The invention encompasses edible compositions and methodology for forming edible compositions. A composition encompassed by the present invention can comprise a thickener system which can provide a viscosity to the composition. The thickener system can be, for example, a gum system comprising at least one gum. Exemplary gum systems can comprise one or more cellulosic gums. Numerous cellulosic gums are available for utilization in the gum system of the present invention, such as for example methylcellulose, carboxymethylcellulose (CMC), hydroxyethylcellulose, hydroxypropylcellulose, hydroxyethylmethylcellulose and hydroxypropyl-methylcellulose (HPMC). In some aspects, compositions according to the present invention can contain more than one cellulosic gum and preferably contain two or more cellulosic gums. In particular aspects of the invention, the composition comprises a combination of carboxymethylcellulose (CMC) and hydroxypropylmethylcellulose (HPMC).

The total amount of cellulosic gums contained in compositions of the present invention is not limited to a particular amount. The amount of each cellulosic provided in the composition can depend on the number, quantity and type of additional cellulosics provided, other non-cellulosic gums provided, other thickening agents provided, a desired viscosity, and a desired consistency of the product composition (discussed below). In particular embodiments, the composition can comprise equivalent amounts of two or more cellulosics, such as an equal amount of CMC relative to HPMC.

In addition or alternatively to the cellulosic gum, the gum system of the composition can comprise one or more non-cellulosic gum. Exemplary non-cellulosic gums available for purposes of the present invention include, but are not limited to, guar gum, xanthan gum, gum arabic, pectin and algin gum. It can be advantageous to utilize a gum such as gum arabic to provide soluble fiber to the composition.

In some aspects of the invention, the composition can comprise two or more cellulosic gums and at least one non-cellulosic gum. A preferred gum system can comprise CMC, HPMC and at least one of xanthan gum or gum arabic, most preferably both gum arabic and xanthan gum. The amount of non-cellulosic gum utilized in compositions of the present invention can vary depending upon the presence and amounts of other gums in the composition, the presence and amounts of other thickening agents in the composition, and the desired consistency and viscosity of the final composition.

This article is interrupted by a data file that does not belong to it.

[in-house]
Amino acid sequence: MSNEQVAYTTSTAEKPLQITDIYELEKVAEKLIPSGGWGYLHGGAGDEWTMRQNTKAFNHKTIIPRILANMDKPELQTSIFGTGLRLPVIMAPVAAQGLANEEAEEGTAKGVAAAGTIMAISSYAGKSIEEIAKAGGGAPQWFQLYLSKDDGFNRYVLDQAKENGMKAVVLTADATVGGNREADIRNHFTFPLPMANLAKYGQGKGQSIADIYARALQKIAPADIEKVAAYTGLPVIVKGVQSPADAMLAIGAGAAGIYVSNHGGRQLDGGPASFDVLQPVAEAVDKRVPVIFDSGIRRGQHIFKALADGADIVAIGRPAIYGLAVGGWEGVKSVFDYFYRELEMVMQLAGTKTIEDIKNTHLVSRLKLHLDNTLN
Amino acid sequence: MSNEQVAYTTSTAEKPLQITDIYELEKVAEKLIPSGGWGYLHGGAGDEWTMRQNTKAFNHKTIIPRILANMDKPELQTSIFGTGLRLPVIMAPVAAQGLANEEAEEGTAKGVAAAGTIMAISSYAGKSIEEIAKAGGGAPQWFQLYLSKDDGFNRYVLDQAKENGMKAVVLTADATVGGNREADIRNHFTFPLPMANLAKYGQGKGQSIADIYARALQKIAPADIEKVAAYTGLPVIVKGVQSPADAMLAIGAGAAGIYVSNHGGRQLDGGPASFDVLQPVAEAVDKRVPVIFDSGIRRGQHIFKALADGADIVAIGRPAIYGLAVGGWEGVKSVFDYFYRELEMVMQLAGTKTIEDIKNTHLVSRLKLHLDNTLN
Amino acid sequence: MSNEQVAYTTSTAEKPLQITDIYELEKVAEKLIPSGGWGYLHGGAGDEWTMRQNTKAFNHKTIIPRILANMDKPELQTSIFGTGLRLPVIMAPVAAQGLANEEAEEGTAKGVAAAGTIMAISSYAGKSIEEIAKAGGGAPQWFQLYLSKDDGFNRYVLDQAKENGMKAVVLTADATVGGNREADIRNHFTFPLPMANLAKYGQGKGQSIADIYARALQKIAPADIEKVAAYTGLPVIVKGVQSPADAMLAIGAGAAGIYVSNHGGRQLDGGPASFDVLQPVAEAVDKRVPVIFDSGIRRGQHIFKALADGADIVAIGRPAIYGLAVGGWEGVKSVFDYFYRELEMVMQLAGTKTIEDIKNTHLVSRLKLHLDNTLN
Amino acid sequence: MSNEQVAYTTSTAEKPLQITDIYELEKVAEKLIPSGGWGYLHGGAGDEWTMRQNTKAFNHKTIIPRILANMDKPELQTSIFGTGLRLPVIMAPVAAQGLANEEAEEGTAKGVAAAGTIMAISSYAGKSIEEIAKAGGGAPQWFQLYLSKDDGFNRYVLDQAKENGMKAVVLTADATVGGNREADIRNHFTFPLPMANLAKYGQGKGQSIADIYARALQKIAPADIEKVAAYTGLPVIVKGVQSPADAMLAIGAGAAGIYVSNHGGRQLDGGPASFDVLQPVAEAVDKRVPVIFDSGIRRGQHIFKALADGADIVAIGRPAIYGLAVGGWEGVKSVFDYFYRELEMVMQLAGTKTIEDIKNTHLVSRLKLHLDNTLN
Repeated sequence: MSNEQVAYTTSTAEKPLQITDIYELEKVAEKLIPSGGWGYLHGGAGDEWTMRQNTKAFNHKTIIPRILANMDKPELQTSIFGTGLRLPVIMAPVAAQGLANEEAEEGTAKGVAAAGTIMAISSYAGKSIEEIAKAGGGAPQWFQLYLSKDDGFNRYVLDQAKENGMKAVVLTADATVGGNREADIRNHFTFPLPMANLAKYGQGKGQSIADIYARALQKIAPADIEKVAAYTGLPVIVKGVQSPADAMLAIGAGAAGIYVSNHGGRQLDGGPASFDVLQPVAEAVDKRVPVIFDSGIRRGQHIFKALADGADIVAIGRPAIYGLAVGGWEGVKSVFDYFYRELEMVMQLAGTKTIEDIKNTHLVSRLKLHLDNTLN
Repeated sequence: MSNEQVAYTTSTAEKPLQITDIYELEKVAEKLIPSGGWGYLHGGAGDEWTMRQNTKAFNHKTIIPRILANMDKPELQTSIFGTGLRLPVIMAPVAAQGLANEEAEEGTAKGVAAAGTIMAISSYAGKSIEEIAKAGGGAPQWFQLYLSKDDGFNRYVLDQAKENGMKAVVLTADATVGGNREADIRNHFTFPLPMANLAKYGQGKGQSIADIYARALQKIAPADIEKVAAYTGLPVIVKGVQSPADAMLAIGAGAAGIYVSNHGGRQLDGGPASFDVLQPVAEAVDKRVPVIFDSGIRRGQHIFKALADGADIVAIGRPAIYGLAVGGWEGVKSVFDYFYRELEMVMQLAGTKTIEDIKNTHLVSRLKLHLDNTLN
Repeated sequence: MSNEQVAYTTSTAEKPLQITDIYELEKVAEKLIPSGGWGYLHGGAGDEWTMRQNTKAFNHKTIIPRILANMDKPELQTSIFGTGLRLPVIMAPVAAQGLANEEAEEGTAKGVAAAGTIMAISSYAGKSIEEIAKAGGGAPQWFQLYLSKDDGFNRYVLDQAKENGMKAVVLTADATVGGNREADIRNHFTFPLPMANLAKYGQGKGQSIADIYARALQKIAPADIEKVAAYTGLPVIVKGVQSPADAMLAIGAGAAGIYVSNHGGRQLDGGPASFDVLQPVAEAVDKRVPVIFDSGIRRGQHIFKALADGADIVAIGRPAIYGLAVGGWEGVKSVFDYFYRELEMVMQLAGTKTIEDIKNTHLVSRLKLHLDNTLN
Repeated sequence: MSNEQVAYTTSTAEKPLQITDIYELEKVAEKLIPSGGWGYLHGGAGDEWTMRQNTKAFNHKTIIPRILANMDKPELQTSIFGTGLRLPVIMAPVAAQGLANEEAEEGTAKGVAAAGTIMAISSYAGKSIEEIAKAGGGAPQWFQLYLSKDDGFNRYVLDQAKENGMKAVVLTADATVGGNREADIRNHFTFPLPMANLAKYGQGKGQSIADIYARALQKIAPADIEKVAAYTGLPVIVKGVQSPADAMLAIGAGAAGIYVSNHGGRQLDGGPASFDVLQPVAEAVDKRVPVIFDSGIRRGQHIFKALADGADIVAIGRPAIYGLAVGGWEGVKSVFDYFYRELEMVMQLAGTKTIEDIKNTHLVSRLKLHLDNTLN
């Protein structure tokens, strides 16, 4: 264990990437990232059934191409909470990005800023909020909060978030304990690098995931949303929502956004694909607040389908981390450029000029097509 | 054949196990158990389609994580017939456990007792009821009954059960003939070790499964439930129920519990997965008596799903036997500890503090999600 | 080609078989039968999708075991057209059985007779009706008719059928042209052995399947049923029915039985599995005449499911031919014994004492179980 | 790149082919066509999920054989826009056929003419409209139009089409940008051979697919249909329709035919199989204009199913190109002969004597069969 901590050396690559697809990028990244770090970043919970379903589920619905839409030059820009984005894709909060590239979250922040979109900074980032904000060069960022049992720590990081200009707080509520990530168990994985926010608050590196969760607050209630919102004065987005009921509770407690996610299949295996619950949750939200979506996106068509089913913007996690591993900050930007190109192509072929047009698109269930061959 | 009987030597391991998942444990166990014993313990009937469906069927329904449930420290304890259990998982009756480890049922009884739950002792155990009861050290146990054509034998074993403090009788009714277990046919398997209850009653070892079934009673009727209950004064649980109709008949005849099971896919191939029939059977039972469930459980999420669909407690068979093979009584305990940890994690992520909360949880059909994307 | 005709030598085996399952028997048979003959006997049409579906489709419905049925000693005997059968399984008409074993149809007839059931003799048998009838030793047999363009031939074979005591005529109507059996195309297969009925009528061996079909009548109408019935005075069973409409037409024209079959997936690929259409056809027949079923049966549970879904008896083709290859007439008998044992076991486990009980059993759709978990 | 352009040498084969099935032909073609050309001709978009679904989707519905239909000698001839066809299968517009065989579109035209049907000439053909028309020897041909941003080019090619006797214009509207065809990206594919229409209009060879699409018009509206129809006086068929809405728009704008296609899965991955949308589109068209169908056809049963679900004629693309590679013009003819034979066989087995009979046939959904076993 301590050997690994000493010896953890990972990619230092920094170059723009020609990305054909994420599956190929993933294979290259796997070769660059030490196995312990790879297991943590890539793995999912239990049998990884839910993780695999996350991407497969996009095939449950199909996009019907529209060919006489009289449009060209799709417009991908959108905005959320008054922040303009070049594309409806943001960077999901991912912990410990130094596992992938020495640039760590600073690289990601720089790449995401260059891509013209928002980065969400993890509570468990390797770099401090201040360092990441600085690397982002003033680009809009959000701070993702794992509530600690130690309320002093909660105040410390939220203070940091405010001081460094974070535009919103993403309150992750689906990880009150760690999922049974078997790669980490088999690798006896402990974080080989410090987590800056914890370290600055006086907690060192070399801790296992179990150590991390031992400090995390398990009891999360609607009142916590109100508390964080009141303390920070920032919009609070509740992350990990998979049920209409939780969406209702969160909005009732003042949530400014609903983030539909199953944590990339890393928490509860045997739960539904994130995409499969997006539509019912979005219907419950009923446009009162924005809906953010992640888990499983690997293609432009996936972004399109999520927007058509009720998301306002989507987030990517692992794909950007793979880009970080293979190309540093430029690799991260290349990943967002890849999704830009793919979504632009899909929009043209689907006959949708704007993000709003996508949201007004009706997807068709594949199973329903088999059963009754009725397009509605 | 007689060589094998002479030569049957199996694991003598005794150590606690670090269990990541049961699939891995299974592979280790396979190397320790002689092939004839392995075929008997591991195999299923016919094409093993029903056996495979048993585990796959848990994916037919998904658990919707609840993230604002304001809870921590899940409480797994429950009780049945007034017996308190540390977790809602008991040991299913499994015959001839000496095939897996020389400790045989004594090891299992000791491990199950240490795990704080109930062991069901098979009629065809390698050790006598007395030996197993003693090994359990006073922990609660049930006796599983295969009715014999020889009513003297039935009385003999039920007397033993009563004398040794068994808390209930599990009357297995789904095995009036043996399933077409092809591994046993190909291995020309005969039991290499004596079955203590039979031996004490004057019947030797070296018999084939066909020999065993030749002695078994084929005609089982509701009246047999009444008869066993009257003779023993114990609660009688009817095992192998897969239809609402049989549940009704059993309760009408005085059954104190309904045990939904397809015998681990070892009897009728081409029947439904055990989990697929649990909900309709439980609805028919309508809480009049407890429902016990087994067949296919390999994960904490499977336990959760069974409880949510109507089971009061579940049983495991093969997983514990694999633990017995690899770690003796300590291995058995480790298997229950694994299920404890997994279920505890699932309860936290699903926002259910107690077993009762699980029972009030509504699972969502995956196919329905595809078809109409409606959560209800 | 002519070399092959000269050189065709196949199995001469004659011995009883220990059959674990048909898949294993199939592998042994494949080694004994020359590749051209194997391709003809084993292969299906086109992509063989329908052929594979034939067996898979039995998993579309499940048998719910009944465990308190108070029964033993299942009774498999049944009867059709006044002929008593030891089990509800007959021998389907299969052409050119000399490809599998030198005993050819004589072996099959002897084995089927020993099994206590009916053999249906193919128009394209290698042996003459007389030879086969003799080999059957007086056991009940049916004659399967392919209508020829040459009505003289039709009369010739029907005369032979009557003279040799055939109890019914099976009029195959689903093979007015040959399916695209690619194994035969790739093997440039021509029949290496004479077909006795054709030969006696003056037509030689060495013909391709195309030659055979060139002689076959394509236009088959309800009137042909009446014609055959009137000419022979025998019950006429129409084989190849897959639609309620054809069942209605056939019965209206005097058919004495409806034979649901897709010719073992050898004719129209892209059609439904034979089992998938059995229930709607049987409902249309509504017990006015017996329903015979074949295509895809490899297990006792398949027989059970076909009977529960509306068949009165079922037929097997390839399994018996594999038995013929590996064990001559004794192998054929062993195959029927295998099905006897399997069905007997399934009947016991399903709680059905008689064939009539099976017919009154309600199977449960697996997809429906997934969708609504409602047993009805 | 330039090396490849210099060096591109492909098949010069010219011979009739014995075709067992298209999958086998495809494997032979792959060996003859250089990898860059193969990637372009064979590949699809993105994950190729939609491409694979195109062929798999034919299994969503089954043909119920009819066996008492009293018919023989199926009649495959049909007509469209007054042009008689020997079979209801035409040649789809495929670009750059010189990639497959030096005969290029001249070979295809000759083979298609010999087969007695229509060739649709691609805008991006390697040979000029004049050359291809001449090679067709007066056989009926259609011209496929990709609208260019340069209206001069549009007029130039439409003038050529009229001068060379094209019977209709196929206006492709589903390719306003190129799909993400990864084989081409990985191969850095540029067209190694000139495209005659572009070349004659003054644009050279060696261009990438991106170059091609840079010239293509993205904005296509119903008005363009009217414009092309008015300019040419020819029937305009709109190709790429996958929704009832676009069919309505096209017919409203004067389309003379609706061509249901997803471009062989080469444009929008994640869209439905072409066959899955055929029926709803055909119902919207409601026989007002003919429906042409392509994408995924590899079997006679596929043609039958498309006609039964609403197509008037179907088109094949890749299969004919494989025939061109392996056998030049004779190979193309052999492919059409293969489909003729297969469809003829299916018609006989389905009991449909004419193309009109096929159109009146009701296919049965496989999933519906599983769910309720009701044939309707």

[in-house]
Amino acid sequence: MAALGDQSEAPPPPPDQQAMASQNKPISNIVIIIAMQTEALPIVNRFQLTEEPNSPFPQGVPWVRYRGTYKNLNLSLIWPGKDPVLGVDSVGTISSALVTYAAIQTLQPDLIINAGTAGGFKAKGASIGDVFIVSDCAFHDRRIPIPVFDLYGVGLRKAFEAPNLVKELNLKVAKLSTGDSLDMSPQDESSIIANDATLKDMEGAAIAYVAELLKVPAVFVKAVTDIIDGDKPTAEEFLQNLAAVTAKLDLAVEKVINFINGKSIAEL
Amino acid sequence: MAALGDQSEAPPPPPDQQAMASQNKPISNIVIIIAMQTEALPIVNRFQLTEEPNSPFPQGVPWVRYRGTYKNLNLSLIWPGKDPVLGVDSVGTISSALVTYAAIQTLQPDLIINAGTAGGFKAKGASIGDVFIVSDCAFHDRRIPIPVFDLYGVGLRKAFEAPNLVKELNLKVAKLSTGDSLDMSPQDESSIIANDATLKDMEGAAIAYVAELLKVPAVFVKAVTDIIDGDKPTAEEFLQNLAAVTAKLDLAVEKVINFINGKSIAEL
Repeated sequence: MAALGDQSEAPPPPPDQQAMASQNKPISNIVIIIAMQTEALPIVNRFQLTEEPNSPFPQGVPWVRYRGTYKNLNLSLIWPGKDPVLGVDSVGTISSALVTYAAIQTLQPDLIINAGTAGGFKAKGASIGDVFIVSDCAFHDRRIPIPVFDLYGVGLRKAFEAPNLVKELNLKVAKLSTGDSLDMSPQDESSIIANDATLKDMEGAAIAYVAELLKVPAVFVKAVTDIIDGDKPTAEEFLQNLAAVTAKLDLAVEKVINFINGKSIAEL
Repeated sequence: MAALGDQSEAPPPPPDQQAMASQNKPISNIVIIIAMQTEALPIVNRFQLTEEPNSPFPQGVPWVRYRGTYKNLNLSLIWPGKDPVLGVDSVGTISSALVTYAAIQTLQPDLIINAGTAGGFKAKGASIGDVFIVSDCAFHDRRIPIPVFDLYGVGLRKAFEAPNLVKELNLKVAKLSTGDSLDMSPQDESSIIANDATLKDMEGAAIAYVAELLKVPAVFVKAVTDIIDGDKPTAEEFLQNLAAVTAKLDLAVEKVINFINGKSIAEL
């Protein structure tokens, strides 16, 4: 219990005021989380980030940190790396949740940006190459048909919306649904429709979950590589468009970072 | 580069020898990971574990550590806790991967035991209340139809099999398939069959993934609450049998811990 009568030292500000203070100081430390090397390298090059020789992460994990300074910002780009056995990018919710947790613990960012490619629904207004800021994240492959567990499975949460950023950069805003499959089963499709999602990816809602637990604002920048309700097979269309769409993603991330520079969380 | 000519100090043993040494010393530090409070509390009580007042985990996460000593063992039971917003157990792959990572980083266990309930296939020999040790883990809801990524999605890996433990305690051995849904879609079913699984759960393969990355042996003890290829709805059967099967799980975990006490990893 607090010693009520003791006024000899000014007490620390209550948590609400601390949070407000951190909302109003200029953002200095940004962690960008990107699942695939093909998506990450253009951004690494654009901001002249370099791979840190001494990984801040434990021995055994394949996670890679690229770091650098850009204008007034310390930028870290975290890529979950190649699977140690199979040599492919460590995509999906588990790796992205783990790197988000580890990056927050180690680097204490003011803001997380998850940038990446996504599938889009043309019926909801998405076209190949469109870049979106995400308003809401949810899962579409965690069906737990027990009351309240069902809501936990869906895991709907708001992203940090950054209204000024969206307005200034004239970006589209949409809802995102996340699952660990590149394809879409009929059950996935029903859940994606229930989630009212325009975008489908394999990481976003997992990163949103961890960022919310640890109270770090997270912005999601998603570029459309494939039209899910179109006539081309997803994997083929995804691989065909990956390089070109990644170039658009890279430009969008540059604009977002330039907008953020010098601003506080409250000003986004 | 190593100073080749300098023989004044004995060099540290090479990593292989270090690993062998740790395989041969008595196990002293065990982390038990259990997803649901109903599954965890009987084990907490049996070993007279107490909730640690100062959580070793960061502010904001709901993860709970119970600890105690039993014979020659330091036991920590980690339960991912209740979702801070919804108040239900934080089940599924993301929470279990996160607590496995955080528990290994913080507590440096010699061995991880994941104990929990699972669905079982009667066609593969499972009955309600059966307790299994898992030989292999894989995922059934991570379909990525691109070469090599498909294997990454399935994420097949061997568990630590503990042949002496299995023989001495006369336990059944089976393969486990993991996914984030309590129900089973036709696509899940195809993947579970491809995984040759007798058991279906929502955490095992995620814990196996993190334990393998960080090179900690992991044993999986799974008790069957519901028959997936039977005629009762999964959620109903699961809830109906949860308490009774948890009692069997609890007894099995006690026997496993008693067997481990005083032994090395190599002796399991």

An exemplary gum system for utilization as the thickening agent for compositions of the present invention can comprise, for example, an amount of xanthan gum that is from about 20% to about 30% of the total amount of cellulosic gums comprised in the system. For example, when a composition comprises CMC and HPMC, the amount of xanthan gum used can be from about 20% to about 30% of the combined weight of CMC and HPMC.

Premixed gum systems are commercially available which can be utilized in compositions of the present invention. Such commercially available gum systems typically comprise a plurality of gums, some of which are listed above. An exemplary premixed gum system that can be utilized in the compositions of the present invention is TICALOID® 1022, from TIC Gums, Bellcamp, Md. Commercially available gum systems can be used individually, can be combined, or can be used in combination with one or more of the gums listed above. Commercial gum systems can comprise any of the above listed gums, can comprise other or additional gums and can comprise additional viscosity agents.

In addition or alternative to the described gum systems, compositions of the present invention can comprise one or more non-gum viscosity agents, such as a protein viscosity agent. An exemplary protein viscosity agent is collagen.

The present invention includes both pourable forms and non-pourable film or layer forms of the compositions described herein. In a pourable form, compositions of the present invention can preferably have a viscosity ranging from greater than about 3000 cP to less than or equal to about 10,000 cP. The invention also contemplates pourable compositions comprising lower viscosities.

In particular embodiments of the present invention, the composition is intended to simulate natural honey or an aqueous natural honey and can preferably have a viscosity that simulates or mimics that of natural honey or aqueous natural honey. Natural honey can be highly viscous, typically having a viscosity of about 10,000 cP. An aqueous honey corresponding to approximately 92%–96% honey and 4%–8% water can typically have a viscosity of from about 3000 cP to about 3500 cP. Honey substitute compositions of the present invention can preferably have a viscosity ranging from greater than about 3000 cP to less than or equal to about 10,000 cP, and in particular aspects can comprise a viscosity of from between about 3000 cP to about 6000 cP.